4. Clean your counters. Move everything to one side of your kitchen counters. Wipe thoroughly. Move everything to the other side. Wipe the second half. Place it all back where it belongs.
Disinfect your doorknobs. This is likely the most germ-infested area of your home. Everyone touches the doorknobs, but no one cleans them. Experts say to give them a good rubbing with a disinfectant wipe every so often.

5. Clean out your fridge. Pull everything out onto the counter. Wipe down the inside. Replace only what is not out of date. Pitch the rest. If any items are near the expiration date and not going to be used soon, freeze if possible. You can do this with your freezer another time.

6. Mind the medicine cabinet. Check the dates on all your meds, and decide which ones must be tossed. Rid the cabinet of any lotions, shampoos, and products you don’t need. Wipe the shelves down and replace only what you’re keeping. I do this twice a year when the time changes. That’s also when we check our smoke-alarm batteries.

7. Purge the pantry. Remove all canned and boxed goods from your pantry shelves. Throw away what is outdated. Make a pile of what is still good but your family won’t likely eat. Donate this to a local food bank or homeless shelter. Replace items in an order logical to you. Sometimes, see if you can eat for a week with only the items you find in your pantry. I’ve invented some recipes this way. Go online to find recipes that pair items you have on hand. Shop for only what fresh items are needed to round out your meals. You’ll save a bundle on your groceries that week.

8. Add an address. Transfer any addresses from sticky notes, letter envelopes, and Christmas cards into your address book.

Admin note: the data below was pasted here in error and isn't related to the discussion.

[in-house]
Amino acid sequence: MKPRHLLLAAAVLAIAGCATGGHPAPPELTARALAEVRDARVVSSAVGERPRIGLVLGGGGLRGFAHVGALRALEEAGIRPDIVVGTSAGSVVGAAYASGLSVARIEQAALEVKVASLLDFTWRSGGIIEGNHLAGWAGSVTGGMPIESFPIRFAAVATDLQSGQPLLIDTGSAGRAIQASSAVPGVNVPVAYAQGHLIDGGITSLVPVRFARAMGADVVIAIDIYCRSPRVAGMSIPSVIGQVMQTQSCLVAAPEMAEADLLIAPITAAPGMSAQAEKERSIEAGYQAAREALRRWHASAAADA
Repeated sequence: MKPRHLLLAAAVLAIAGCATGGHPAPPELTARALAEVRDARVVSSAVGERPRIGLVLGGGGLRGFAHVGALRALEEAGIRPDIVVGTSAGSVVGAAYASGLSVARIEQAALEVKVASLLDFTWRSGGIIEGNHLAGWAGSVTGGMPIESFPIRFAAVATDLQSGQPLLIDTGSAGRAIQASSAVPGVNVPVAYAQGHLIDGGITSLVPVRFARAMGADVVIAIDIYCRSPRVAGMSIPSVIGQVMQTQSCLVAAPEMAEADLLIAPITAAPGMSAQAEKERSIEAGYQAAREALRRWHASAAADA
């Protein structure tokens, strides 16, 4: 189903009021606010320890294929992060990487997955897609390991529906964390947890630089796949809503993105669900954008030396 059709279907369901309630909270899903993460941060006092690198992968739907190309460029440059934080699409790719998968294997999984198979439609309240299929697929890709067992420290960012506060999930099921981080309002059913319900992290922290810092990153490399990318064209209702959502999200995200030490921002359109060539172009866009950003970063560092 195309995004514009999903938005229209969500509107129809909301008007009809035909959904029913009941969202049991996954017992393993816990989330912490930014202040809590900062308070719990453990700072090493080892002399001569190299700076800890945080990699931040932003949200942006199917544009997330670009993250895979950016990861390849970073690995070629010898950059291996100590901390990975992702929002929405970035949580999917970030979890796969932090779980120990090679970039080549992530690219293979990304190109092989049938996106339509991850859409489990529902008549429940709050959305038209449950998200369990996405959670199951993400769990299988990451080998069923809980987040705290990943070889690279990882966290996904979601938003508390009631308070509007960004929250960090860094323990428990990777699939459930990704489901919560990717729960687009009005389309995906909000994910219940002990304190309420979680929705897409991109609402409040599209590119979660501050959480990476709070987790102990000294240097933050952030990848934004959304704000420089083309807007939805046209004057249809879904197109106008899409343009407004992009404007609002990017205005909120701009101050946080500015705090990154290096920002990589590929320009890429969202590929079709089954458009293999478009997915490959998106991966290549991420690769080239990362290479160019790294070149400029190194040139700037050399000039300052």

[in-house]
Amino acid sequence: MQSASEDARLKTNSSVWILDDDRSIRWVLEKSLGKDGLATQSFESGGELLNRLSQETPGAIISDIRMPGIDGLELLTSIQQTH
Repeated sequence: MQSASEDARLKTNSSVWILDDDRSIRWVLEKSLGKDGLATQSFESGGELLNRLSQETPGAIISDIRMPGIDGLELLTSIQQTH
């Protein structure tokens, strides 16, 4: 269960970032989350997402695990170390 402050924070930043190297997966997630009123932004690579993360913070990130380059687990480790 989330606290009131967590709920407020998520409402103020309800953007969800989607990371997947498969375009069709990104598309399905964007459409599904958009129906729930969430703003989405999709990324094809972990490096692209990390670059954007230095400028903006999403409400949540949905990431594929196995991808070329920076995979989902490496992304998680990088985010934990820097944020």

9. Give thanks. Anyone you’ve been meaning to write a thank-you note to? Do it now. And to make it easier in the future, place some thank-you notes, stamps, return address labels, and your address book in a basket near your sofa or in a tote bag you can take to the doctor’s office or carpool line. Grab it often to jot a note of thanks or encouragement to someone.

10. Peruse your porch. Take a look at what others see when they knock on your front door. Does your front window need washing? The porch need sweeping? Are there cobwebs that could do with a good knocking down? Take a little time to make the entrance to your home look presentable.

If you'd like to get more intentional this summer in using your time wisely and finally getting things organized around your house, join the free Facebook study Karen is hosting on her book The Complete Guide to Getting & Staying Organized.

The study begins June 1st and includes daily tips, discussions, giveaways, guests and a few optional conference calls.